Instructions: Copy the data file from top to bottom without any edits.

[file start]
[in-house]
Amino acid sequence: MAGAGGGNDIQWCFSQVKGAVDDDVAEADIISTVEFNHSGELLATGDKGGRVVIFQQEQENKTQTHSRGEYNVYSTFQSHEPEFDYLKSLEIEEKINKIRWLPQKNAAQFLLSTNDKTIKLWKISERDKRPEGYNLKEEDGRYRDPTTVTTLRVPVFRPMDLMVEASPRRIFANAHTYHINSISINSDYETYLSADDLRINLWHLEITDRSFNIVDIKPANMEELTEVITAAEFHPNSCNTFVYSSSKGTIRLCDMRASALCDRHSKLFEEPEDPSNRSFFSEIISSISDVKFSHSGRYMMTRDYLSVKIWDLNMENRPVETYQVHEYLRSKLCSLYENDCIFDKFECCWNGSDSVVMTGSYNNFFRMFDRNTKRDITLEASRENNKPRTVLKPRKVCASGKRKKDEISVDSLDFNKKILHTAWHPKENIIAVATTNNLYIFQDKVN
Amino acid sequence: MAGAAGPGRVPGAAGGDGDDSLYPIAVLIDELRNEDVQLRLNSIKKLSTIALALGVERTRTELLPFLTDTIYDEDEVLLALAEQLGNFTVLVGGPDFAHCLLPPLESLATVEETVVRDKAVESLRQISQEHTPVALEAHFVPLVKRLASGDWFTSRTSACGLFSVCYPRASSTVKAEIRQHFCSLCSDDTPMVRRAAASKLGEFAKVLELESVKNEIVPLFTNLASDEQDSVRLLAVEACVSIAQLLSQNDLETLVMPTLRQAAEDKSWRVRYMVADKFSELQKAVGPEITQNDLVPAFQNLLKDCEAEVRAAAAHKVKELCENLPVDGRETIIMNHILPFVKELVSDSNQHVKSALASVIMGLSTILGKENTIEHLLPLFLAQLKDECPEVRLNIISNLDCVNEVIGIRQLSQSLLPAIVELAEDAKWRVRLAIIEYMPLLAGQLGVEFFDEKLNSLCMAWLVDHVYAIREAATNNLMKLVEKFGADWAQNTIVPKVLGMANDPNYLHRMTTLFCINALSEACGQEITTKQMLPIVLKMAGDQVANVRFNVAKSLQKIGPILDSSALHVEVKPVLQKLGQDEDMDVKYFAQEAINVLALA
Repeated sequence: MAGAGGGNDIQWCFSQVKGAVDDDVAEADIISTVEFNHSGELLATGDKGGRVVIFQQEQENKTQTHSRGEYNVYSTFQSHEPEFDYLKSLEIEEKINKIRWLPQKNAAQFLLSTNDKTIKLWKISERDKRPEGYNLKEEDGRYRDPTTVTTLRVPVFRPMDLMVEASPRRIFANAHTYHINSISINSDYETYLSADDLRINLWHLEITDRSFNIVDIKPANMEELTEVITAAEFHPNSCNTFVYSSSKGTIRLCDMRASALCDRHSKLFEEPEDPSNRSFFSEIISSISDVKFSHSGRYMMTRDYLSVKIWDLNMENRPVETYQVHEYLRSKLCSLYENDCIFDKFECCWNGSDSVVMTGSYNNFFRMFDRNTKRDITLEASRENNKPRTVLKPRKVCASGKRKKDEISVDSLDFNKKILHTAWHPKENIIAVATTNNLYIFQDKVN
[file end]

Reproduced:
[in-house]
Amino acid sequence: MAGAGGGNDIQWCFSQVKGAVDDDVAEADIISTVEFNHSGELLATGDKGGRVVIFQQEQENKTQTHSRGEYNVYSTFQSHEPEFDYLKSLEIEEKINKIRWLPQKNAAQFLLSTNDKTIKLWKISERDKRPEGYNLKEEDGRYRDPTTVTTLRVPVFRPMDLMVEASPRRIFANAHTYHINSISINSDYETYLSADDLRINLWHLEITDRSFNIVDIKPANMEELTEVITAAEFHPNSCNTFVYSSSKGTIRLCDMRASALCDRHSKLFEEPEDPSNRSFFSEIISSISDVKFSHSGRYMMTRDYLSVKIWDLNMENRPVETYQVHEYLRSKLCSLYENDCIFDKFECCWNGSDSVVMTGSYNNFFRMFDRNTKRDITLEASRENNKPRTVLKPRKVCASGKRKKDEISVDSLDFNKKILHTAWHPKENIIAVATTNNLYIFQDKVN
Amino acid sequence: MAGAAGPGRVPGAAGGDGDDSLYPIAVLIDELRNEDVQLRLNSIKKLSTIALALGVERTRTELLPFLTDTIYDEDEVLLALAEQLGNFTVLVGGPDFAHCLLPPLESLATVEETVVRDKAVESLRQISQEHTPVALEAHFVPLVKRLASGDWFTSRTSACGLFSVCYPRASSTVKAEIRQHFCSLCSDDTPMVRRAAASKLGEFAKVLELESVKNEIVPLFTNLASDEQDSVRLLAVEACVSIAQLLSQNDLETLVMPTLRQAAEDKSWRVRYMVADKFSELQKAVGPEITQNDLVPAFQNLLKDCEAEVRAAAAHKVKELCENLPVDGRETIIMNHILPFVKELVSDSNQHVKSALASVIMGLSTILGKENTIEHLLPLFLAQLKDECPEVRLNIISNLDCVNEVIGIRQLSQSLLPAIVELAEDAKWRVRLAIIEYMPLLAGQLGVEFFDEKLNSLCMAWLVDHVYAIREAATNNLMKLVEKFGADWAQNTIVPKVLGMANDPNYLHRMTTLFCINALSEACGQEITTKQMLPIVLKMAGDQVANVRFNVAKSLQKIGPILDSSALHVEVKPVLQKLGQDEDMDVKYFAQEAINVLALA
Repeated sequence: MAGAGGGNDIQWCFSQVKGAVDDDVAEADIISTVEFNHSGELLATGDKGGRVVIFQQEQENKTQTHSRGEYNVYSTFQSHEPEFDYLKSLEIEEKINKIRWLPQKNAAQFLLSTNDKTIKLWKISERDKRPEGYNLKEEDGRYRDPTTVTTLRVPVFRPMDLMVEASPRRIFANAHTYHINSISINSDYETYLSADDLRINLWHLEITDRSFNIVDIKPANMEELTEVITAAEFHPNSCNTFVYSSSKGTIRLCDMRASALCDRHSKLFEEPEDPSNRSFFSEIISSISDVKFSHSGRYMMTRDYLSVKIWDLNMENRPVETYQVHEYLRSKLCSLYENDCIFDKFECCWNGSDSVVMTGSYNNFFRMFDRNTKRDITLEASRENNKPRTVLKPRKVCASGKRKKDEISVDSLDFNKKILHTAWHPKENIIAVATTNNLYIFQDKVN